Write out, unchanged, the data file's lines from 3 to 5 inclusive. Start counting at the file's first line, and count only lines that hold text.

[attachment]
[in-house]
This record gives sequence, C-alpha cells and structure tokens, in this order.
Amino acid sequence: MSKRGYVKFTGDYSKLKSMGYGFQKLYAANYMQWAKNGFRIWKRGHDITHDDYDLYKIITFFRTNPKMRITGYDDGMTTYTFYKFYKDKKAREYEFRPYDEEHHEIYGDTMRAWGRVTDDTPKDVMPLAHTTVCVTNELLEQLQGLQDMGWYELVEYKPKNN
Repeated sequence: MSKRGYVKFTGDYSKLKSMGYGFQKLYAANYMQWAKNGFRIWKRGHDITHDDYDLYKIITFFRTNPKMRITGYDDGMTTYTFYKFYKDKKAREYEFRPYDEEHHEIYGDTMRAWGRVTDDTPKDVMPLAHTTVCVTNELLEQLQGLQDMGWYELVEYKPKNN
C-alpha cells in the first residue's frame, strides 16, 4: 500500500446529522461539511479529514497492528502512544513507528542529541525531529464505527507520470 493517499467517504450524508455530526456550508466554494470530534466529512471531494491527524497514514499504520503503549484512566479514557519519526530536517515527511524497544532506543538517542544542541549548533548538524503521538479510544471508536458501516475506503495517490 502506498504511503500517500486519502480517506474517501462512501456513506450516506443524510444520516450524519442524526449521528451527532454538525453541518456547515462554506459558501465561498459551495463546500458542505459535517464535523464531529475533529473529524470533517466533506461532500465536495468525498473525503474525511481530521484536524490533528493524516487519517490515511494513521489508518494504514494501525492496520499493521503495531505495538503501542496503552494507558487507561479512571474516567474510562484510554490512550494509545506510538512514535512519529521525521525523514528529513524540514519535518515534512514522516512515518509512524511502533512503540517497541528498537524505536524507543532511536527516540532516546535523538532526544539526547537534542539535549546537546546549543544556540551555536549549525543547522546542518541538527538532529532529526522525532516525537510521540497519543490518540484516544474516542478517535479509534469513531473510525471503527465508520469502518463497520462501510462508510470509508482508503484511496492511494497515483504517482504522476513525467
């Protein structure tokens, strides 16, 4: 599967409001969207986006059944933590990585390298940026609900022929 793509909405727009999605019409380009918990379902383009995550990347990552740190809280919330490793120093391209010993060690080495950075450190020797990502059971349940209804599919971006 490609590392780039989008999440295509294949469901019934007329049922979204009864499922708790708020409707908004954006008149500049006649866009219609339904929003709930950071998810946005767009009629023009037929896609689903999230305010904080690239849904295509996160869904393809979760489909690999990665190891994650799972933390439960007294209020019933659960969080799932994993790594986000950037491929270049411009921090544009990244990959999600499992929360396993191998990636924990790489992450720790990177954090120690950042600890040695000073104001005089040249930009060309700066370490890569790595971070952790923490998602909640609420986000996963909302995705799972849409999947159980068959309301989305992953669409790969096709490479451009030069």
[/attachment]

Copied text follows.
Amino acid sequence: MSKRGYVKFTGDYSKLKSMGYGFQKLYAANYMQWAKNGFRIWKRGHDITHDDYDLYKIITFFRTNPKMRITGYDDGMTTYTFYKFYKDKKAREYEFRPYDEEHHEIYGDTMRAWGRVTDDTPKDVMPLAHTTVCVTNELLEQLQGLQDMGWYELVEYKPKNN
Repeated sequence: MSKRGYVKFTGDYSKLKSMGYGFQKLYAANYMQWAKNGFRIWKRGHDITHDDYDLYKIITFFRTNPKMRITGYDDGMTTYTFYKFYKDKKAREYEFRPYDEEHHEIYGDTMRAWGRVTDDTPKDVMPLAHTTVCVTNELLEQLQGLQDMGWYELVEYKPKNN
C-alpha cells in the first residue's frame, strides 16, 4: 500500500446529522461539511479529514497492528502512544513507528542529541525531529464505527507520470 493517499467517504450524508455530526456550508466554494470530534466529512471531494491527524497514514499504520503503549484512566479514557519519526530536517515527511524497544532506543538517542544542541549548533548538524503521538479510544471508536458501516475506503495517490 502506498504511503500517500486519502480517506474517501462512501456513506450516506443524510444520516450524519442524526449521528451527532454538525453541518456547515462554506459558501465561498459551495463546500458542505459535517464535523464531529475533529473529524470533517466533506461532500465536495468525498473525503474525511481530521484536524490533528493524516487519517490515511494513521489508518494504514494501525492496520499493521503495531505495538503501542496503552494507558487507561479512571474516567474510562484510554490512550494509545506510538512514535512519529521525521525523514528529513524540514519535518515534512514522516512515518509512524511502533512503540517497541528498537524505536524507543532511536527516540532516546535523538532526544539526547537534542539535549546537546546549543544556540551555536549549525543547522546542518541538527538532529532529526522525532516525537510521540497519543490518540484516544474516542478517535479509534469513531473510525471503527465508520469502518463497520462501510462508510470509508482508503484511496492511494497515483504517482504522476513525467